Often the advice to new teachers is to just survive your first year, learn more your second year, hone your craft your third year, then just get golden. Absorb all that knowledge. Keep learning, growing, expanding your resources. Build your toolbox! You’ll do great! Now, I love sorting through resources. I can flip through a... Continue Reading →
I often hear from students that their favorite thing about sixth grade is how they are more independent and have more choice. The choices that I gave students from my first few years of teaching appeared obvious to me, so it seemed like such a weird response. How was I giving them more choice than... Continue Reading →
No matter how great you are at classroom management, there will be times when you want to create individual behavior plans and when it’s necessary to the health of your classroom. Still, it should a later step in the classroom management process because it requires so much work. If you can, I encourage you to wait on an individual behavior plan until you have tried some of these ideas.
You've tried all your tricks. You're fed up with the behavior of a student. You need help. You need an individualized behavior plan. I think I can help.
Currently, my 2019-20 classroom of 27 spans K-9th grade reading levels. In this post, I share my plan for different levels of readers, structures that guide my planning, and the importance of flexibility in meeting student needs.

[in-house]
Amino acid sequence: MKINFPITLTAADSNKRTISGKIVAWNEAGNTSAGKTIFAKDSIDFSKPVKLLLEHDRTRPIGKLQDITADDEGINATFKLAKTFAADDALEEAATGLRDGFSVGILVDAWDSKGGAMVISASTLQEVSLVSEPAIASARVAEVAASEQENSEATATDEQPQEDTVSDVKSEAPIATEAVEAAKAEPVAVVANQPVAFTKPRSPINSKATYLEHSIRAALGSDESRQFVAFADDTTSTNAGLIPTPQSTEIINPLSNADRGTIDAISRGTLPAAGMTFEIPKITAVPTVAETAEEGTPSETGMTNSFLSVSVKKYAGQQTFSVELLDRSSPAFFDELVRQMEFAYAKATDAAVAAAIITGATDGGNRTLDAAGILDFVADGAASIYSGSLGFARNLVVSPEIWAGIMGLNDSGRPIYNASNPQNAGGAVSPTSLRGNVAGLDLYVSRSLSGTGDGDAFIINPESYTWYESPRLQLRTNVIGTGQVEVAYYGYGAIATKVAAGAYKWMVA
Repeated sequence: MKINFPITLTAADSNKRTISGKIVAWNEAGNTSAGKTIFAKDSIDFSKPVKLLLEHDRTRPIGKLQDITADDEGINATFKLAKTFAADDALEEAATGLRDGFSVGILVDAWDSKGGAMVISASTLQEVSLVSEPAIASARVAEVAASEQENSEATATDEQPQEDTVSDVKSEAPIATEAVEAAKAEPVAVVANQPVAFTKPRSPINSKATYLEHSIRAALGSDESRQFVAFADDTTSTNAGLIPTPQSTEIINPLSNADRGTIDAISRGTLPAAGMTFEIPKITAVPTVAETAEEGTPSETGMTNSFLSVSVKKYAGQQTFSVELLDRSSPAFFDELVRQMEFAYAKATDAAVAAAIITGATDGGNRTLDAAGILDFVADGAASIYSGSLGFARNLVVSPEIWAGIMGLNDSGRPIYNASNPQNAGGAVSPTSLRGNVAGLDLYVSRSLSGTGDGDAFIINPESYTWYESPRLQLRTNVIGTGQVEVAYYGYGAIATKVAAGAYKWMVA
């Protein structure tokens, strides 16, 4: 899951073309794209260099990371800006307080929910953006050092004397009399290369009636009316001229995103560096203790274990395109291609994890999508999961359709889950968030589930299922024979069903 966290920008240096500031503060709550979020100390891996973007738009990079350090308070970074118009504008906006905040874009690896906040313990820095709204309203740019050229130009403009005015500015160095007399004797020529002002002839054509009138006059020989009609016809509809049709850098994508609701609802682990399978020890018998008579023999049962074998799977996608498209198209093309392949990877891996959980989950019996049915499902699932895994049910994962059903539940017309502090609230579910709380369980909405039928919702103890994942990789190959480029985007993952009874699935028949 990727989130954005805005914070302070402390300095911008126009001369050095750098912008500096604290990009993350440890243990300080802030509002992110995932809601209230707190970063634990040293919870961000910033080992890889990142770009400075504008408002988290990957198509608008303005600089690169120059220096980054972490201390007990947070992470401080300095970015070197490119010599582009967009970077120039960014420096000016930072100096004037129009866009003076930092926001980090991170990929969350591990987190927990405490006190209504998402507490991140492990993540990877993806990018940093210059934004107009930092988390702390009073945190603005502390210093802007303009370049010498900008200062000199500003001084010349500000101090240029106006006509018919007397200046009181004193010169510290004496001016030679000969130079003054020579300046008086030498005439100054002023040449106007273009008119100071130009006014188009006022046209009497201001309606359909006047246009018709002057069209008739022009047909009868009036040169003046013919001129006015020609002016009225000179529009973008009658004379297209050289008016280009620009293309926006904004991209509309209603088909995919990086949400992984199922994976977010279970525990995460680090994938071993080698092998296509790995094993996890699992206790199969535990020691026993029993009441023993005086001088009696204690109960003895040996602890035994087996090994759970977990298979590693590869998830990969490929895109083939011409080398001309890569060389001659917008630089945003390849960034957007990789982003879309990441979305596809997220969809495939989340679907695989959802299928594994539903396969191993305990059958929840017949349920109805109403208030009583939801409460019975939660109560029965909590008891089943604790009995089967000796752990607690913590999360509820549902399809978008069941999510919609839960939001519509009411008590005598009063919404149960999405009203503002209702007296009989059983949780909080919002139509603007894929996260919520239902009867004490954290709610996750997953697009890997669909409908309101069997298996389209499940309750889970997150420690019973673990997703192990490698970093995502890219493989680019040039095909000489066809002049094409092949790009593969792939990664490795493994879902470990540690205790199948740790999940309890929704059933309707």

I love making my own games for math class, but I also am willing to purchase something that's completely made by someone else if it's worthwhile. Here is a list of 14 games I've tried with students and enjoyed.
1. Snow Day Community Builder Bingo I was recently at a professional development day for teacher leaders where we participated in a bingo card as a community builder. Many of the squares were more specific to adults, so I adjusted it a tiny bit and made one for my class. Here it is! 2.... Continue Reading →
Have you wondered why some kids just seem to follow the rules and some kids just...don’t? You know those kids that really avoid doing something, that even seem to spitefully disobey you. Don’t take it personally. It’s just their tendency, but you can work with it. Instead of getting frustrated with those kids that seem to do everything except please you, you can learn to harness their strengths.
It doesn’t take a lot of work to bring summer camp into the classroom. It just takes the willingness to have some fun. After all, what could be better than an environment where students feel like they belong, have fun, and feel significant?